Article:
133. Circular Telegram From the Department of State to Certain Diplomatic Missions 1

63. Joint State/USIA message. Department concerned by reports from Near East of certain increasingly prevalent attitudes in Arab states toward production and transit of oil. Some Arab leaders inclined believe oil resources so vital they can increasingly force Western nations and companies make substantial concessions to retain rights. Further some regard West’s role in production as that of mere agent, not partner.

Depcirtel 282 discussed rights at Dhahran Airfield. Similarly we desire place in proper perspective relations between states involved in production and transit of petroleum on one hand and states consuming petroleum products and the producing and transit companies on other. Principal element these relationships we wish strongly emphasize is mutuality of interests.

You authorized your discretion as question arises and to extent following applies your country emphasize to local government US views. Following for background in informal talks with local officials and other leaders; we do not desire formal representations.

In complex petroleum industry states possessing oil resources and those providing transit rights, companies developing and marketing oil, and states consuming petroleum all play important roles in cooperative partnership; none should consider its position gives it right or power dictate to others.

Essential principle present 50-50 relationship current in industry is partnership in which Near Eastern state provides resource to be developed and Western companies supply four essential elements: capital, technical and organizational skill, markets, and transportation facilities. Working together they make possible wider prosperity and development Middle East and contribute vitally [vitality?] Western Europe.

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Continuance this relationship especially important to producing states. Companies and governments outside Western community not capable operating petroleum industry on level required maintain present output and incomes Middle Eastern states. Soviet bloc self-sufficient in oil production at relatively low level and consequently unable absorb any significant quantity Middle East oil. Bloc also lacks excess refining capacity, has almost no tankers, and no established marketing organizations in principal consuming areas for Middle East oil, notably Western Europe.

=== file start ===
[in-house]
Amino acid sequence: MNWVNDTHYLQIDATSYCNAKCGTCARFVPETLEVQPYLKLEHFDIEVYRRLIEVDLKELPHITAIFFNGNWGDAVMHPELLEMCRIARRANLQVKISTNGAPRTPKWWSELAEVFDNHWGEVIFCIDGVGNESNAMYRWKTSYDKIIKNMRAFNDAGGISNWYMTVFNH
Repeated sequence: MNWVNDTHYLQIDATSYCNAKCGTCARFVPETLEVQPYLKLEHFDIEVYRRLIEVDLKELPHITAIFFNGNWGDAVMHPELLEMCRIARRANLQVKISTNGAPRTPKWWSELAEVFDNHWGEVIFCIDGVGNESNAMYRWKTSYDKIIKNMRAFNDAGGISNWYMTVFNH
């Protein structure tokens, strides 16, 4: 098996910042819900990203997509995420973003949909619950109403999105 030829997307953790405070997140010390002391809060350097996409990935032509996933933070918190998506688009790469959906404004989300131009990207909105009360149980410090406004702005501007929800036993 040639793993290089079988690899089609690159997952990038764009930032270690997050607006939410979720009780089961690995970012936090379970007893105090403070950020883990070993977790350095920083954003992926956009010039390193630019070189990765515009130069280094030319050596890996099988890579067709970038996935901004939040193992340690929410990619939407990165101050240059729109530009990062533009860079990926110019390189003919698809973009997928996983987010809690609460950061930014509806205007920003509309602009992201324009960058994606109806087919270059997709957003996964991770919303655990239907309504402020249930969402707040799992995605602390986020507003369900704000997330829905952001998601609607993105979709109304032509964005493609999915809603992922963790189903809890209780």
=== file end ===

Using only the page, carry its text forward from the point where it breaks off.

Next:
Curtailment production in any one country Middle East can be made up by output elsewhere in world. Witness Iranian experience 1951–1953. Arab states today provide approximately 21 percent total world consumption petroleum products. Flexibility industry in making up any curtailed portion this percentage by increasing off-take from other producers in area or outside area clearly established. Likewise in field transport, consuming countries able adjust in time to loss pipeline transport facilities in Middle East or loss transport capacity through Suez Canal or both. Any interruption supply would give considerable impetus consumption other forms energy and development further oil resources and new forms energy.

Government operations and development producing states heavily dependent income from oil. Saudi Arabia derives 85 per cent its government revenues; Iraq two-thirds. Syria obtains one-fourth government revenues from transit. Nearly all current Iranian development program financed by oil. Sheikdoms even more dependent on petroleum. Curtailment output or transit likely have immediate serious economic social effect in contrast benefits these revenues now bring. Loss could not be offset by local operation petroleum industry.

Near East states, Iran and West work as inseparable partners. To use relationship extract political, financial, or other concessions would work detriment of both. West would not be greater loser from action any producing state in curtailing production or transit oil.

  1. Source: Department of State, Central Files, 880.2553/7–2556. Secret. Sent to Baghdad, Beirut, Cairo, Damascus, Jidda, Tehran, Aden, Amman, Basra, Dhahran, Khorramshahr, Kuwait, Tel Aviv, and Tripoli. Repeated to Bonn, London, Paris, Rome, and The Hague.
  2. In circular telegram 28, the Department of State instructed certain Middle Eastern and European posts to emphasize to their host governments the advantages to Saudi Arabia and other countries hosting U.S. military installations. The Department noted reports indicating that certain Arab countries had the impression that Dhahran was so vital to the United States that the United States was willing to make exorbitant concessions to retain its rights. It also affirmed that Dhahran and similar installations were of little value to the United States unless they had local acceptance. (Ibid., 711.56386A/7–1456)